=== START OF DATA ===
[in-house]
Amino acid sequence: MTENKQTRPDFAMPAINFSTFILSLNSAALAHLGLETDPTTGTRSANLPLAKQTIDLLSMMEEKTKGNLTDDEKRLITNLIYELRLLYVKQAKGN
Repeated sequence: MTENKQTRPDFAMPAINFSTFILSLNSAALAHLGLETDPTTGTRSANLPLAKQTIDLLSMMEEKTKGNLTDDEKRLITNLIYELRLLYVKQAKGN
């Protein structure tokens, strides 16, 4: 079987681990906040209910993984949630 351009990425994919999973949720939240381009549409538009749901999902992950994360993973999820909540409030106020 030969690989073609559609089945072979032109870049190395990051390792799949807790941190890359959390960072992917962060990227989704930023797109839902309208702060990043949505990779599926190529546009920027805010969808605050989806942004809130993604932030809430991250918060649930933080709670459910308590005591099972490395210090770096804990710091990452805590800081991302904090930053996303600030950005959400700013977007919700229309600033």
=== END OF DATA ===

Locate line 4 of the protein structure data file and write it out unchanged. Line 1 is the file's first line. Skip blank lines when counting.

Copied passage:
């Protein structure tokens, strides 16, 4: 079987681990906040209910993984949630 351009990425994919999973949720939240381009549409538009749901999902992950994360993973999820909540409030106020 030969690989073609559609089945072979032109870049190395990051390792799949807790941190890359959390960072992917962060990227989704930023797109839902309208702060990043949505990779599926190529546009920027805010969808605050989806942004809130993604932030809430991250918060649930933080709670459910308590005591099972490395210090770096804990710091990452805590800081991302904090930053996303600030950005959400700013977007919700229309600033």